The Nayoro Piyashiri Ski Resort is located in Hokkaido Japan, a long way north of the high profile ski resorts where the Aussie hordes typically gather. Nayoro Piyashiri, or Piyashiri for short, couldn’t be more different to the likes of Niseko and Rusutsu. There is fresh powder galore, the ski resort is low key, the skiing and lodging is very affordable, barely any English is spoken, and if you want to eat western food, then you’ll need to go to Niseko
The Nayoro Piyashiri Resort claims to have the best snow in Hokkaido (and we claim that Hokkaido has the best snow in the world!), in part due to the frigid temperatures in northern Hokkaido. The resort is probably right on both counts!
Nayoro Piyashiri can be a fun spot for powder hounds to hang out for a day or two, but it’s definitely not a destination resort where you’d want to stay for a week.
Summary of Pros and Cons of Nayoro Piyashiri Ski Area
- Lift tickets are super cheap and the Nayoro accommodation is very inexpensive.
- Nayoro Piyashiri Ski Resort is so far off the ski tourism radar that you’re unlikely to see gaijin or others competing for the fresh powder.
- The ski resort is uncrowded. To provide some perspective, the Sapporo ski resorts are not that crowded and Sapporo has a population of 1.9 million. The little city of Nayoro only has a population of 30,000 people and many of them can’t afford to ski.
Pro or Con Depending On Your Perspective
- Like most Japanese ski resorts, the terrain isn’t very large or very steep, so the terrain isn’t likely to hold the attention of advanced riders for too long.
- The lifts are not modern or fast, which helps to keep the crowds away.
- It is mighty cold which keeps the snow pristine, but the temps have the potential to freeze your bits and bobs off if you’re not properly equipped.
- Nayoro Piyashiri is a bit hard to get to, with the upside being the lack of punters skiing the powder that belongs to only you!
- If you’re looking for a family friendly destination resort with bells and whistles, then Piyashiri skiing probably isn’t for you.
Nayoro Piyashiri Ski and Snowboard Terrain
Along with hundreds of other Japanese ski resorts
, Nayoro Piyashiri is modestly sized with only 4 double lifts and 9 courses (ie trails). The ski area has a reasonable vertical drop of 480 metres from 673 to 193 metres, so there’s definitely no fear of getting altitude sickness, possibly just white line fever!
And like most other ski resorts in Japan, the terrain is below the treeline (although the vegetation gets a little sparse towards the top) and not particularly steep. The steepest on-piste slope is only 32 degrees and there are only 2 black marked trails. The rest of the courses are a spread of beginner and intermediate groomed slopes that run almost the full vertical of the ski area.
The real pleasure for advanced riders is in the trees in both the off-piste and vast sidecountry areas. Thankfully ski patrollers are unlikely to chase you, firstly because they’re not expecting you to go off-piste, and secondly because there may not be any ski patrol around!
In the Ainu language Nay Oro means "in the middle of the valley” but it should mean “bloody freezing”! The Nayoro area is one of the coldest spots in Japan, and during the height of winter the temps can drop to minus 30 degrees Celsius. At the base of the ski area the resort has a big thermometer that proudly displays how chilly it is!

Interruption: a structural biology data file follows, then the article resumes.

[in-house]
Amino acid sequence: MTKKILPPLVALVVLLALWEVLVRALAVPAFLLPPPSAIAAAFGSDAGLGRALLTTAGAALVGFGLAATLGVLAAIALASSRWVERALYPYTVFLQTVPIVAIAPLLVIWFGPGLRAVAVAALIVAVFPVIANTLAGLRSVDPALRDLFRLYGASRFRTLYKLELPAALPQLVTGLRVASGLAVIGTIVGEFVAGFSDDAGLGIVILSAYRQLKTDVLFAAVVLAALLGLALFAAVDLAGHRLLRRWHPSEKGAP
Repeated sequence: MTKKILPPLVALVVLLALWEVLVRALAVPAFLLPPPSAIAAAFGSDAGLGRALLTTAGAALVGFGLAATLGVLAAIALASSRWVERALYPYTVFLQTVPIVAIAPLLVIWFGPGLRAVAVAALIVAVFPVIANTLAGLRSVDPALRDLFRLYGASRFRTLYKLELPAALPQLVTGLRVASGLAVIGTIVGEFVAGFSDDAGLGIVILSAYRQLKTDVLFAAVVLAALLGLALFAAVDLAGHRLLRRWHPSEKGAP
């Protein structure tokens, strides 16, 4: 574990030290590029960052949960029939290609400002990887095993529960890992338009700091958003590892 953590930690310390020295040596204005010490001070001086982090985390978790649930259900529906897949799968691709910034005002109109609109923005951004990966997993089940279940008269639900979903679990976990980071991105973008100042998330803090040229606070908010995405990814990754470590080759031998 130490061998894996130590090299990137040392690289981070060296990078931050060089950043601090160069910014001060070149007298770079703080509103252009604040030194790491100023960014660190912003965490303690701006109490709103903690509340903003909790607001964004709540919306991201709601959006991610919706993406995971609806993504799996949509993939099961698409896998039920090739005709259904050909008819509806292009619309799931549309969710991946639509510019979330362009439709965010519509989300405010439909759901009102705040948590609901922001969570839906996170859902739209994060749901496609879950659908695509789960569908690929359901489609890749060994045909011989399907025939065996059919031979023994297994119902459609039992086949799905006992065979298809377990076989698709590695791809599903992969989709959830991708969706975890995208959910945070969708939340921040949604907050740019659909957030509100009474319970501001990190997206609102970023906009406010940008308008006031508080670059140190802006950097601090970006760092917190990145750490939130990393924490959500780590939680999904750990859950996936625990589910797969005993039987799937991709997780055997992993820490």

So the upside is that the snow is super chilled and super fine blower powder, where the chances of making a snowball are slim. The slopes are pretty much south facing which usually spells disaster for a northern hemisphere ski resort, but it doesn’t matter considering how far north Piyashiri is.
The Nayoro Piyashiri ski season typically goes from mid December to early April.
Where is Nayoro Piyashiri?
The Nayoro Piyashiri Ski Resort is 89km north of Asahikawa
in Hokkaido Japan, a drive that takes approximately 1:30 hours plus depending on road conditions. It’s 8km northeast of the little city of Nayoro.
Nayoro Piyashiri ski area is located in far north Japan; 168km south of Wakkanai that is situated at the very top of the Hokkaido island where the ferries to Rishiri Island depart from.
The ski area sits on the southern flank of Kudoyama (Mt Kudo), not far from Mt Piyashiri.
The easiest way to get there is via car (telephone for GPS navigation is 016 54-2-1180) and parking is free. The ski resort is only 4.7km from Nisshin train station on the Soya Honsen line, and there is some sort of bus service that goes from the station and nearby Nayoro, but good luck trying to figure it out!
Most people visiting Nayoro Piyashiri are likely to stay in an Asahikawa hotel
and commute for the day. Otherwise there is a hotel near the base of the ski resort or various hotels in the city of Nayoro.
Nayoro Accommodation Listings
Guest House Nisshin
is ideal if you’re looking for super cheap accommodation. It is located 4.5km from the ski area and only 1 minute walk from the JR Nisshin train station. The guesthouse has beds in dorm rooms and bathrooms are shared.
Ski Resort Facilities
A cafeteria is located near the base, serving up typical cafeteria fare at dirt-cheap prices. Further up the hill is the very cute Log Panorama restaurant that’s ideal for a coffee (if you’re game!) and to soak up the views.
The ski resort offers ski and snowboard lessons if you speak fluent Japanese, and ski and snowboard rentals are available if you just want basic equipment.
The activities at Nayoro Piyashiri are mostly centred around the skiing and snowboarding. For sightseers, there are snowmobile-towed sleds that head up to the top of the mountain to enjoy the scenery.
Otherwise there is sledding or banana boat riding, or you can have a soak in the Nayoro Onsen Sanpira.
Just down the road are a couple of ski jumps where you may get a chance to watch the crazies in action.